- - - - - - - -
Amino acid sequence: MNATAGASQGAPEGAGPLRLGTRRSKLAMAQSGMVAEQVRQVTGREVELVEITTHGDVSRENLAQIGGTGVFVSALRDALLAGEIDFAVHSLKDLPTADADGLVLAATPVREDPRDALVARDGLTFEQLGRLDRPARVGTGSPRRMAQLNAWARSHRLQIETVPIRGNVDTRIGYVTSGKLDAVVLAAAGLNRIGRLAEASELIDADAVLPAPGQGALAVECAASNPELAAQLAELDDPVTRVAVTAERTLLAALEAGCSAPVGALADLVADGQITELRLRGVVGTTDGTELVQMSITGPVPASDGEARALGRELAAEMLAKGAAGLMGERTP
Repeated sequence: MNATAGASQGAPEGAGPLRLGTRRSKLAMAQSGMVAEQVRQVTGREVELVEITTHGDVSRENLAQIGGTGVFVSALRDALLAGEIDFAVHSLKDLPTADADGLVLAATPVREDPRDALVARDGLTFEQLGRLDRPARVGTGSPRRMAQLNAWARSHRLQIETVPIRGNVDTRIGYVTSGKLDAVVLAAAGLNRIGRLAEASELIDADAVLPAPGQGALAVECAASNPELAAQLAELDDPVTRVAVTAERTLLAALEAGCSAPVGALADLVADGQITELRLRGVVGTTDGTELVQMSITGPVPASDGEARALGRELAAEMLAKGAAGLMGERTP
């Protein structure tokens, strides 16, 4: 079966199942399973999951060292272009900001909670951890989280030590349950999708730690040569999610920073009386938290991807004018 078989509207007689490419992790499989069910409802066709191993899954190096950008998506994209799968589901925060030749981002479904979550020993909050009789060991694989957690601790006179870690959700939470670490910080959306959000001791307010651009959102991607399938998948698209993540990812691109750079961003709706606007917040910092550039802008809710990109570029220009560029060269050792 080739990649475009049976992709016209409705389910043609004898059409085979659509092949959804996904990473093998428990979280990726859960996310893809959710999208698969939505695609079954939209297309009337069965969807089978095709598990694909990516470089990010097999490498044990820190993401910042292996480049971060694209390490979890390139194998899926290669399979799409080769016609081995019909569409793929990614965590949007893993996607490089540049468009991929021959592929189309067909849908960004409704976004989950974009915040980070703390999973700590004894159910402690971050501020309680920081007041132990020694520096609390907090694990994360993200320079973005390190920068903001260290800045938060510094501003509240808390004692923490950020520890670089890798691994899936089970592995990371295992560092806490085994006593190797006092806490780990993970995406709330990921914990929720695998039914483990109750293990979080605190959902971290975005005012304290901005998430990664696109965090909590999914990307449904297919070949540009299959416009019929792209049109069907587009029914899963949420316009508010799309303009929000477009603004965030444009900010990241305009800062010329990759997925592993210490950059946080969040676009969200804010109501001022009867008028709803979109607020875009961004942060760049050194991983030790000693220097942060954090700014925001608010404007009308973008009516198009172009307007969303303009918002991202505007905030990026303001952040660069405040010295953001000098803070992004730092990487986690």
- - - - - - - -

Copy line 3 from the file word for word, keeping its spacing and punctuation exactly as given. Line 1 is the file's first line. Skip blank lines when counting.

């Protein structure tokens, strides 16, 4: 079966199942399973999951060292272009900001909670951890989280030590349950999708730690040569999610920073009386938290991807004018 078989509207007689490419992790499989069910409802066709191993899954190096950008998506994209799968589901925060030749981002479904979550020993909050009789060991694989957690601790006179870690959700939470670490910080959306959000001791307010651009959102991607399938998948698209993540990812691109750079961003709706606007917040910092550039802008809710990109570029220009560029060269050792 080739990649475009049976992709016209409705389910043609004898059409085979659509092949959804996904990473093998428990979280990726859960996310893809959710999208698969939505695609079954939209297309009337069965969807089978095709598990694909990516470089990010097999490498044990820190993401910042292996480049971060694209390490979890390139194998899926290669399979799409080769016609081995019909569409793929990614965590949007893993996607490089540049468009991929021959592929189309067909849908960004409704976004989950974009915040980070703390999973700590004894159910402690971050501020309680920081007041132990020694520096609390907090694990994360993200320079973005390190920068903001260290800045938060510094501003509240808390004692923490950020520890670089890798691994899936089970592995990371295992560092806490085994006593190797006092806490780990993970995406709330990921914990929720695998039914483990109750293990979080605190959902971290975005005012304290901005998430990664696109965090909590999914990307449904297919070949540009299959416009019929792209049109069907587009029914899963949420316009508010799309303009929000477009603004965030444009900010990241305009800062010329990759997925592993210490950059946080969040676009969200804010109501001022009867008028709803979109607020875009961004942060760049050194991983030790000693220097942060954090700014925001608010404007009308973008009516198009172009307007969303303009918002991202505007905030990026303001952040660069405040010295953001000098803070992004730092990487986690």